If you call, health officials can give directions on how to proceed.
“We want to be able to help you, we have a lot of guides and directions to help,” Townsend said.
UPDATE (4:10 P.M.): Availability of testing kits for coronavirus/COVID-19 continues to be discussed.
Currently, the city has no plans to enforce the closure of private businesses, but does urge local businesses to follow CDC guidelines to promote safety during this time.
Social distancing remains a priority to prevent infection and spread of the virus, as well as staying vigilant and washing your hands regularly.
The Mayor says that if you believe you have symptoms of the coronavirus, don’t drive to the Emergency Room, but call your doctor or call the Department of Public Health to see if you can get a test performed.
Most importantly, the Mayor says not to believe the rumors you may see online, be cautious to make sure a story comes from a legitimate media outlet.
UPDATE (4:05 P.M.): Leaders from local hospitals and health organizations, and public safety officials are all in contact.
Public facilities that draw crowds have all be temporarily closed down and public events suspended to combat the spread of coronavirus locally.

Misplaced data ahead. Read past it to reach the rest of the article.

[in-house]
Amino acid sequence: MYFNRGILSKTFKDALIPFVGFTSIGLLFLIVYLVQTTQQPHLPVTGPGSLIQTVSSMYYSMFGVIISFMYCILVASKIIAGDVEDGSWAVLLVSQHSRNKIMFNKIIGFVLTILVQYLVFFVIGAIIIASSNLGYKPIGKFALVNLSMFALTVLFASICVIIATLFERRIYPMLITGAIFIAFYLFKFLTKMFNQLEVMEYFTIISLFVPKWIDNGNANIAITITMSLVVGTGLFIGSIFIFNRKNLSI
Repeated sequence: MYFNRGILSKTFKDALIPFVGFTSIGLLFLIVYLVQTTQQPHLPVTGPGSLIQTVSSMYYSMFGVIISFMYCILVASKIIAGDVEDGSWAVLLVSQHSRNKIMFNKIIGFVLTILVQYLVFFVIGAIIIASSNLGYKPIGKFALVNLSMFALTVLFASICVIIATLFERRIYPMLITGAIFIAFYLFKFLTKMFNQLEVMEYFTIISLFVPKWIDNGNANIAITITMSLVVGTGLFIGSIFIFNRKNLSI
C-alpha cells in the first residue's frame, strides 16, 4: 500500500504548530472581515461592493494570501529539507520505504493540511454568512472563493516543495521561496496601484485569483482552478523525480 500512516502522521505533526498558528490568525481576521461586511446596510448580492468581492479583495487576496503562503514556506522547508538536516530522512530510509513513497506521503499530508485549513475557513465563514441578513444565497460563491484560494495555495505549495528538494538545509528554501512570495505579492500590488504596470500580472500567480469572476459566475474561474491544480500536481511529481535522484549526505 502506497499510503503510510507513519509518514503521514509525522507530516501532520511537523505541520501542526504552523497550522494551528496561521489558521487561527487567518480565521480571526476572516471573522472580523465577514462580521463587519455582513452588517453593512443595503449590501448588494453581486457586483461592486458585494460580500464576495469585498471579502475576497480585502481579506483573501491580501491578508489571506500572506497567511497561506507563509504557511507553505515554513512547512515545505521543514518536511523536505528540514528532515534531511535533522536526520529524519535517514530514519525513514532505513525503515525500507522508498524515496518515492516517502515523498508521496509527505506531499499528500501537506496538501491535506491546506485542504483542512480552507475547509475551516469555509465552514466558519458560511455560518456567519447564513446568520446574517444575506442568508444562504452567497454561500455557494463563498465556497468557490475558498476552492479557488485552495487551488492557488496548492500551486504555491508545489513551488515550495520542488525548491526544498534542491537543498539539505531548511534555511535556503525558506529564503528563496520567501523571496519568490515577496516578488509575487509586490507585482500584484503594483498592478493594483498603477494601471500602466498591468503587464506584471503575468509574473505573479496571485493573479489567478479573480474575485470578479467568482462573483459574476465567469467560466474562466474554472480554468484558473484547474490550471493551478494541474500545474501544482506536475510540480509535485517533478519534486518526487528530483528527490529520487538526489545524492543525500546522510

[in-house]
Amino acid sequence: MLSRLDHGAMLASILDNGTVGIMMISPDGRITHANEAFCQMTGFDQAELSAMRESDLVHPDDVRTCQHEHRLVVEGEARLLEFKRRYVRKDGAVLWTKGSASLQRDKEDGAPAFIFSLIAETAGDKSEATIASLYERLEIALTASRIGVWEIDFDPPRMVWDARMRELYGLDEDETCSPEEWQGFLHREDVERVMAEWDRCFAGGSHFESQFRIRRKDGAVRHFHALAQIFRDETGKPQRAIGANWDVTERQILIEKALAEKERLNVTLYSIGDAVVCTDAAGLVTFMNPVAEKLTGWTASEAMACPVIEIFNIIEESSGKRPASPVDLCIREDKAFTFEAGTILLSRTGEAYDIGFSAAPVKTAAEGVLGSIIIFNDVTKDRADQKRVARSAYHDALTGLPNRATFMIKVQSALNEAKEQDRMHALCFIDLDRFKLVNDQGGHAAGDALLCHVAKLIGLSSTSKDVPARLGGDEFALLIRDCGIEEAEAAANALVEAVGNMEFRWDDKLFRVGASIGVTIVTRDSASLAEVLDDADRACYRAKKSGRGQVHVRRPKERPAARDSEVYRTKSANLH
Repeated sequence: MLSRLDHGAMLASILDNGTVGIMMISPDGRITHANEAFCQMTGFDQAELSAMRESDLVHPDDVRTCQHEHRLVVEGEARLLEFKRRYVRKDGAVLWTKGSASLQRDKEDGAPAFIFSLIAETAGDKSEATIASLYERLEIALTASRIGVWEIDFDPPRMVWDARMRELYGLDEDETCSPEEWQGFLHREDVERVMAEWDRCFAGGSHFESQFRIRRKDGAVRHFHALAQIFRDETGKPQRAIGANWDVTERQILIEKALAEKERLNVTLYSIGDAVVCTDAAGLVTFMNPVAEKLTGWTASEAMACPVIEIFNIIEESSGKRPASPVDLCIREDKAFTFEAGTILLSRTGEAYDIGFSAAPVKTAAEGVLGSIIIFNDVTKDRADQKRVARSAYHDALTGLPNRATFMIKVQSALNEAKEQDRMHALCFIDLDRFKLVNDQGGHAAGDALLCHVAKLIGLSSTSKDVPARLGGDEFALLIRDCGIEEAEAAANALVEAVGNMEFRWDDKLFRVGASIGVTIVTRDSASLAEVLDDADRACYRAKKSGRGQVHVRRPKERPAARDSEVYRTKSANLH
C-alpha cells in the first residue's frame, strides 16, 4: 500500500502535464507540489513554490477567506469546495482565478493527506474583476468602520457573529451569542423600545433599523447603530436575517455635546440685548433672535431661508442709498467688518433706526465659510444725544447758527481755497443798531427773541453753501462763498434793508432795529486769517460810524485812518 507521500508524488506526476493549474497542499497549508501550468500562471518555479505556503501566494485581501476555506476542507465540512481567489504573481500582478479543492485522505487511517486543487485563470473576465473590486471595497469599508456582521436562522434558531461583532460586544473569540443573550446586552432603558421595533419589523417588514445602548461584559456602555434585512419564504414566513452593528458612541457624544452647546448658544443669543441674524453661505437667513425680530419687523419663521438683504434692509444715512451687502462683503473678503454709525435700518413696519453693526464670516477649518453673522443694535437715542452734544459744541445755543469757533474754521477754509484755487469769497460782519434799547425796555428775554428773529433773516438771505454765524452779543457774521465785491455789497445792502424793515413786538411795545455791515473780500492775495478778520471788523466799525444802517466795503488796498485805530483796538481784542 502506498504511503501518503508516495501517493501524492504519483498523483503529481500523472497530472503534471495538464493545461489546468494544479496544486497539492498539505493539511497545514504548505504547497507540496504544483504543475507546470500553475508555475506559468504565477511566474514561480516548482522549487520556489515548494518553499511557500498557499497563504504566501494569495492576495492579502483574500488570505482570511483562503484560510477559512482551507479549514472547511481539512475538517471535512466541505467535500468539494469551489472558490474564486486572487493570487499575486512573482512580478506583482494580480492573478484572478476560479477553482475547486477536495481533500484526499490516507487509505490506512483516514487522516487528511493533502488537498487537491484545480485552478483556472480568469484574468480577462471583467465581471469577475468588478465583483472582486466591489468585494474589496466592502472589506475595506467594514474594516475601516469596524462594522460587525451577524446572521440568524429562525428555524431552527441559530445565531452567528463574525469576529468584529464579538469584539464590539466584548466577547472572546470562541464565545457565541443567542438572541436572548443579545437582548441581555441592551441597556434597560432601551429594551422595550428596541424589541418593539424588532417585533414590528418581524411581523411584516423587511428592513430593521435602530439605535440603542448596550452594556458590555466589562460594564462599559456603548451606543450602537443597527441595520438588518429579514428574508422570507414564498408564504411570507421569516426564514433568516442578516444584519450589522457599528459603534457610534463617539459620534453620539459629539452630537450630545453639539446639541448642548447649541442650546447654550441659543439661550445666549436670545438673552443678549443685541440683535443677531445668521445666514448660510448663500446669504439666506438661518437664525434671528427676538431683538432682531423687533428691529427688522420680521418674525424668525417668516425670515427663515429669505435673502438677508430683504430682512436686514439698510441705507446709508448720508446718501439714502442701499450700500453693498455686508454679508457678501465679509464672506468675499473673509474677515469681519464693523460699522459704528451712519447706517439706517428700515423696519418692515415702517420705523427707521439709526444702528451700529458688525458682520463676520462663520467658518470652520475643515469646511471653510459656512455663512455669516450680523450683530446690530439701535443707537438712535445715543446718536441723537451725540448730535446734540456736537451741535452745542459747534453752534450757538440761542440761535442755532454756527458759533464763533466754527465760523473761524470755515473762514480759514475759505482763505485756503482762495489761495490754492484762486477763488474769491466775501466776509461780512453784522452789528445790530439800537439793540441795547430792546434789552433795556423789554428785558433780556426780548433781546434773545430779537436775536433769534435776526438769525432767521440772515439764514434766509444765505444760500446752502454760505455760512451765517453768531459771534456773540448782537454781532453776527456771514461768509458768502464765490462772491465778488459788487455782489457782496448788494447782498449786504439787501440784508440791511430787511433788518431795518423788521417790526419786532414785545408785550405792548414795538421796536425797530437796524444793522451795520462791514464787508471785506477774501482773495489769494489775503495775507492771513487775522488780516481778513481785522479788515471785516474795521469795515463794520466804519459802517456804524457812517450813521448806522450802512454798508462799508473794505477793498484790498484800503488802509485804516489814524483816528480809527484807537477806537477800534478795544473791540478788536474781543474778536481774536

Provisions are in place from government officials to ensure services remain functioning, such as the Muscogee County Jail and other public services.
UPDATE (4:02 P.M.): City leadership is staying in touch with state and health organizations and officials to continue to keep a close watch on how the coronavirus is spreading and control misinformation.
Henderson says his goal is to make sure the information going out to the public is as accurate as possible.
UPDATE (4 P.M.): “We plan to face these challenges together,” said Mayor Skip Henderson.
There are still no confirmed cases of COVID-19 in the Columbus area or at Fort Benning.
COLUMBUS, Ga. (WRBL) – Columbus Mayor Skip Henderson is expected to give a live press conference at 4 p.m. on coronavirus updates in the city.
Henderson will be joined by Dr. Beverly Townsend, the District Health Director of the Department of Community Health.